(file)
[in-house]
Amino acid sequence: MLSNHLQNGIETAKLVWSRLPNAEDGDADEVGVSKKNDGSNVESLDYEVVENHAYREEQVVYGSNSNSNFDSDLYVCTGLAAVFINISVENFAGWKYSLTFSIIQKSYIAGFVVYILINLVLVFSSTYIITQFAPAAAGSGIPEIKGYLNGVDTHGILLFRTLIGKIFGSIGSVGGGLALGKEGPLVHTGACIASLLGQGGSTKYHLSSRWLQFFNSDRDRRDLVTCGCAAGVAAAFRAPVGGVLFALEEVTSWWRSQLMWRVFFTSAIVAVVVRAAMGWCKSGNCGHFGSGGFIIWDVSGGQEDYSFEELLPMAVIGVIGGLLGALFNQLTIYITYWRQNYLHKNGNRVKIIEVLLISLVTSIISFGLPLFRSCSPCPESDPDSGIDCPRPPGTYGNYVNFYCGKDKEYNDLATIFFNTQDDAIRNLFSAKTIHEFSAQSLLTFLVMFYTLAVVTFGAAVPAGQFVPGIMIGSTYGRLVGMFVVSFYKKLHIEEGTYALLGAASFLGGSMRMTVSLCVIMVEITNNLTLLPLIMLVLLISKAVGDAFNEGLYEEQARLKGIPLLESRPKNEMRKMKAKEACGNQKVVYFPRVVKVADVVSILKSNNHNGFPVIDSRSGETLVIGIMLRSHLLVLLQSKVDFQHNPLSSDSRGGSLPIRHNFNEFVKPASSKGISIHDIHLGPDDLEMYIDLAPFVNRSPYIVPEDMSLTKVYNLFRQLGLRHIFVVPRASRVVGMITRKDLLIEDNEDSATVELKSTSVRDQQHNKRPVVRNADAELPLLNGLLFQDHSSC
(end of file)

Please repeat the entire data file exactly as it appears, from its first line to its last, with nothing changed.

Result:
[in-house]
Amino acid sequence: MLSNHLQNGIETAKLVWSRLPNAEDGDADEVGVSKKNDGSNVESLDYEVVENHAYREEQVVYGSNSNSNFDSDLYVCTGLAAVFINISVENFAGWKYSLTFSIIQKSYIAGFVVYILINLVLVFSSTYIITQFAPAAAGSGIPEIKGYLNGVDTHGILLFRTLIGKIFGSIGSVGGGLALGKEGPLVHTGACIASLLGQGGSTKYHLSSRWLQFFNSDRDRRDLVTCGCAAGVAAAFRAPVGGVLFALEEVTSWWRSQLMWRVFFTSAIVAVVVRAAMGWCKSGNCGHFGSGGFIIWDVSGGQEDYSFEELLPMAVIGVIGGLLGALFNQLTIYITYWRQNYLHKNGNRVKIIEVLLISLVTSIISFGLPLFRSCSPCPESDPDSGIDCPRPPGTYGNYVNFYCGKDKEYNDLATIFFNTQDDAIRNLFSAKTIHEFSAQSLLTFLVMFYTLAVVTFGAAVPAGQFVPGIMIGSTYGRLVGMFVVSFYKKLHIEEGTYALLGAASFLGGSMRMTVSLCVIMVEITNNLTLLPLIMLVLLISKAVGDAFNEGLYEEQARLKGIPLLESRPKNEMRKMKAKEACGNQKVVYFPRVVKVADVVSILKSNNHNGFPVIDSRSGETLVIGIMLRSHLLVLLQSKVDFQHNPLSSDSRGGSLPIRHNFNEFVKPASSKGISIHDIHLGPDDLEMYIDLAPFVNRSPYIVPEDMSLTKVYNLFRQLGLRHIFVVPRASRVVGMITRKDLLIEDNEDSATVELKSTSVRDQQHNKRPVVRNADAELPLLNGLLFQDHSSC